Photo credit: Mathew Reisler
Bracebridge council agrees that while some residents disagreed with the traffic calming pilot project on Wellington Street North, it was worthwhile.
The pilot project ran from the beginning of July to September 13th. The north end of Wellington Street North was closed to eliminate southbound traffic from Manitoba Street and make it so only right-hand turns were possible when exiting Wellington Street North.
The project found that the speeds noted are “well within tolerance” for the stretch of road. It’s noted in Public Works Director Geoff Carleton’s report that increased volumes of traffic can lead to the “perception” of speeding and other traffic-related violations, like rolling stops, failing to yield, and poor pedestrian safety.
Carleton writes in his report that a “review of traffic patterns showed an increase in volume on Catharine Crescent, Glendale Road and Tamarack Trail”.
One area of concern is Tamarack Trail which is home to Monsignor Michael O’Leary School. The project found there were increased traffic volumes on the road and speeds were in the 85th percentile of 54 kilometres an hour. Carleton recommends in his report that $9,000 be allocated in the public works portion of the 2022 budget to allow for school zone markers to be purchased and installed that would make it painfully obvious that you’re in a school zone.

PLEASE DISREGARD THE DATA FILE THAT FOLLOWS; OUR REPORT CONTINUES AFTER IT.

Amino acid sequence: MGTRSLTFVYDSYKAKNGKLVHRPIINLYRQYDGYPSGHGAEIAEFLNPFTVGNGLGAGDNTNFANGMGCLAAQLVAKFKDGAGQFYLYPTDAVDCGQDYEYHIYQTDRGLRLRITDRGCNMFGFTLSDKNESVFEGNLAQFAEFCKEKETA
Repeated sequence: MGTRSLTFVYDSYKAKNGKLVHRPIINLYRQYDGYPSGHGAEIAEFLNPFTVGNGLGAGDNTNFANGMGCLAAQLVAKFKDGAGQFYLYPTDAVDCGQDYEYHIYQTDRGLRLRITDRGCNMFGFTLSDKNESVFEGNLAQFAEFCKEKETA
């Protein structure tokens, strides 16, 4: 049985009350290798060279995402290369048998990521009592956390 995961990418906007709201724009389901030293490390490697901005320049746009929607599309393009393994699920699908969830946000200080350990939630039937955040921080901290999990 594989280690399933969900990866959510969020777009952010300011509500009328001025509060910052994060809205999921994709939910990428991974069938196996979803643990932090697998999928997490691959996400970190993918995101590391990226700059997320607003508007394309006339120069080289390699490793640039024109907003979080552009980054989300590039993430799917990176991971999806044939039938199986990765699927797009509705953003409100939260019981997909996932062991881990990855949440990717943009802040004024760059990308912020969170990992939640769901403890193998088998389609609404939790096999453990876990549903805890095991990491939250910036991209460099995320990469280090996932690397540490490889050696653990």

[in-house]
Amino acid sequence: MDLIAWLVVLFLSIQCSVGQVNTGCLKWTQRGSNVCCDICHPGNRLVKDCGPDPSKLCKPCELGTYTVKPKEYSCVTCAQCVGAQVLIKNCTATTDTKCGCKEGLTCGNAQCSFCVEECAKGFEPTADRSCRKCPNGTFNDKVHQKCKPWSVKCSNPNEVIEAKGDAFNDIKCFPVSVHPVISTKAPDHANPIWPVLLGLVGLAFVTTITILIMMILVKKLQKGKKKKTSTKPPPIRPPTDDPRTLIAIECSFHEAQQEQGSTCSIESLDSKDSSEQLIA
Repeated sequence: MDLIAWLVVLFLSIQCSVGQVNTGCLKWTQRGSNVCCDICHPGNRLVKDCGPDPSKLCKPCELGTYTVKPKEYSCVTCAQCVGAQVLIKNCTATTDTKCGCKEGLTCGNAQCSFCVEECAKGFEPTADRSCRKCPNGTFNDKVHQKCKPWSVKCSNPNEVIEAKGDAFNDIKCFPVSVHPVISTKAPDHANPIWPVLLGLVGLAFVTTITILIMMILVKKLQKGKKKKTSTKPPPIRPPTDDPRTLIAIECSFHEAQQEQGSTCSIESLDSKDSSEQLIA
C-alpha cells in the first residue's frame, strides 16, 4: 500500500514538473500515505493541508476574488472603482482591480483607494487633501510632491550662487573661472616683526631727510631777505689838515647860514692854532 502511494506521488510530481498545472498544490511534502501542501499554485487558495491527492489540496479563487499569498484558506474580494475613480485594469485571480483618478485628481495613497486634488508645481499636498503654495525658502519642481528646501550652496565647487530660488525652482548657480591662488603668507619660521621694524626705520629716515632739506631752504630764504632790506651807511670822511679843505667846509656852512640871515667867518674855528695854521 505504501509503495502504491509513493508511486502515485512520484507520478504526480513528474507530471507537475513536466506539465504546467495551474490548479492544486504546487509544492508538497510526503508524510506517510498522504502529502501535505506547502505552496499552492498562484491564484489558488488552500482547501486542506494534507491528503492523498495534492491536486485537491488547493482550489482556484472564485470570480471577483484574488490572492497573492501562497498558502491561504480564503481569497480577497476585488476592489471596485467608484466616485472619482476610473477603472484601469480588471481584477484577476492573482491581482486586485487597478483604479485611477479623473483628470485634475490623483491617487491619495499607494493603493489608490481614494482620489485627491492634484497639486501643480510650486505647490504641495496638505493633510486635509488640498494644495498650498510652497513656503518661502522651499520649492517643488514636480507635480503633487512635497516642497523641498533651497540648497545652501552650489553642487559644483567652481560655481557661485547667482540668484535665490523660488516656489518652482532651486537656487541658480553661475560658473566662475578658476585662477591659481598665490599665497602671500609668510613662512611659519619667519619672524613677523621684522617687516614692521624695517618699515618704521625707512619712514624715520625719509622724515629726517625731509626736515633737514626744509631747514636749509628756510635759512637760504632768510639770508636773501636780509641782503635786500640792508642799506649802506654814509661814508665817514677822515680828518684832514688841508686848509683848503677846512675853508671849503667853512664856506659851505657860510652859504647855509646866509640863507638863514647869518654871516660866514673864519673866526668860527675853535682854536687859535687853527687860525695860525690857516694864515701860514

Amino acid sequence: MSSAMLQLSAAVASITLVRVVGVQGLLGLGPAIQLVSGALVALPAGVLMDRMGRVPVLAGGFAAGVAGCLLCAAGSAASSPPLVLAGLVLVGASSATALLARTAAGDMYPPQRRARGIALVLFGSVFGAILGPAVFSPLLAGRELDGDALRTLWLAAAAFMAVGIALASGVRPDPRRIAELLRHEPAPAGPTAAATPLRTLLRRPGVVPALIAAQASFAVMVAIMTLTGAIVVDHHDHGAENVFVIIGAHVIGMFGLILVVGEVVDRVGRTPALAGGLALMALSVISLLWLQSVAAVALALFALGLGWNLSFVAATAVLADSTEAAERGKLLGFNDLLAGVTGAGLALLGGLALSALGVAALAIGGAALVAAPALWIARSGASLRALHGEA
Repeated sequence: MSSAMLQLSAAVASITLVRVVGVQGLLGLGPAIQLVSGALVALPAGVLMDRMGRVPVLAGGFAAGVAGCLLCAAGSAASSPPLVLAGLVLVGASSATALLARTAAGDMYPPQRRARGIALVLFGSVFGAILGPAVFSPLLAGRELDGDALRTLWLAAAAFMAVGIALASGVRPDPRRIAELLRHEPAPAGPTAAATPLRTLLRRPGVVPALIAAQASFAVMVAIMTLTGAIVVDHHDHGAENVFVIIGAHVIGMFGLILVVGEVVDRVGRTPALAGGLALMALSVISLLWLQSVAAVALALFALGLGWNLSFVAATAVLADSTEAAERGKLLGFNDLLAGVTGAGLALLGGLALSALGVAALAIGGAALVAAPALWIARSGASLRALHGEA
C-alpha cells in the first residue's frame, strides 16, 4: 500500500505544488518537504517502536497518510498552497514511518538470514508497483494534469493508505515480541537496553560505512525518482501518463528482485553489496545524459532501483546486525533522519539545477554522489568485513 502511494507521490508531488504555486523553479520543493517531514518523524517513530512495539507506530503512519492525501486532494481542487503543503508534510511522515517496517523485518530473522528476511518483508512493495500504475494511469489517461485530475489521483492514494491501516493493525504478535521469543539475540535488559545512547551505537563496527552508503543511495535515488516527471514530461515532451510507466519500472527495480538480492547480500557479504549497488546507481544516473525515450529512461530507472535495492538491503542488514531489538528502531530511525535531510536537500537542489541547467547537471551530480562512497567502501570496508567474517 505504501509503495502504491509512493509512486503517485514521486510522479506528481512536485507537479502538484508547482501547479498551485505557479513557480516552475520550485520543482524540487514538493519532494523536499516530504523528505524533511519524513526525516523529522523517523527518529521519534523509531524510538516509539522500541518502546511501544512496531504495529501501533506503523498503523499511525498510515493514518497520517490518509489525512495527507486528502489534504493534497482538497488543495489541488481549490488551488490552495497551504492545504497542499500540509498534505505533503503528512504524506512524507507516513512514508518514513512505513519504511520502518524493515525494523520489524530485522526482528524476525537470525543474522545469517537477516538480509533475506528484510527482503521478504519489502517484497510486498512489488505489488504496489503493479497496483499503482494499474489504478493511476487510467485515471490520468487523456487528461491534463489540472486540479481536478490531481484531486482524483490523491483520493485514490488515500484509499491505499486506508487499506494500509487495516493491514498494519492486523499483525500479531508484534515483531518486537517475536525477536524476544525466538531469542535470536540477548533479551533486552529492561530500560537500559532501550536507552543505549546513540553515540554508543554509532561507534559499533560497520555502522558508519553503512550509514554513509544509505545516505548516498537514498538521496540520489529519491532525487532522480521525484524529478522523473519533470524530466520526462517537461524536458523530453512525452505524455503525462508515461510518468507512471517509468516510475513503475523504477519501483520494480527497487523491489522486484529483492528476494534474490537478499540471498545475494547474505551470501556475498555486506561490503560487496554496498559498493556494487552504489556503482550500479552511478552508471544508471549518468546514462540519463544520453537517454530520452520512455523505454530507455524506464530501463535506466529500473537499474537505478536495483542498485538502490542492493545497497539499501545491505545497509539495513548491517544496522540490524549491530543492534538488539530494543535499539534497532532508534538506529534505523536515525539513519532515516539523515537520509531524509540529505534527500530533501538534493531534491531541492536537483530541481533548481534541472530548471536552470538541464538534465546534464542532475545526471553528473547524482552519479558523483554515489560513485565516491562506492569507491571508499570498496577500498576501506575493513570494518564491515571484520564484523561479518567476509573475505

“I think reports like this are really important,” Mayor Graydon Smith said to General Committee last week. “We said we’re doing a pilot project, we gathered data and made a decision. I think it’s all too easy for people to say anecdotally ‘well we knew what was going to happen, we knew it was going to push traffic here or there or elsewhere […] “This is the solid way to make decisions, not by guessing at it,” Smith said.
The plan cost the town $40,000, which was included in the 2021 budget in anticipation of the project and other traffic calming measures.
In next year’s budget, the $9,000 will be included for school zone signs along with $75,000 to go towards the completion of the town’s transportation master plan.
While no traffic calming projects are scheduled, Carleton wrote staff will continue to implement them when deemed necessary.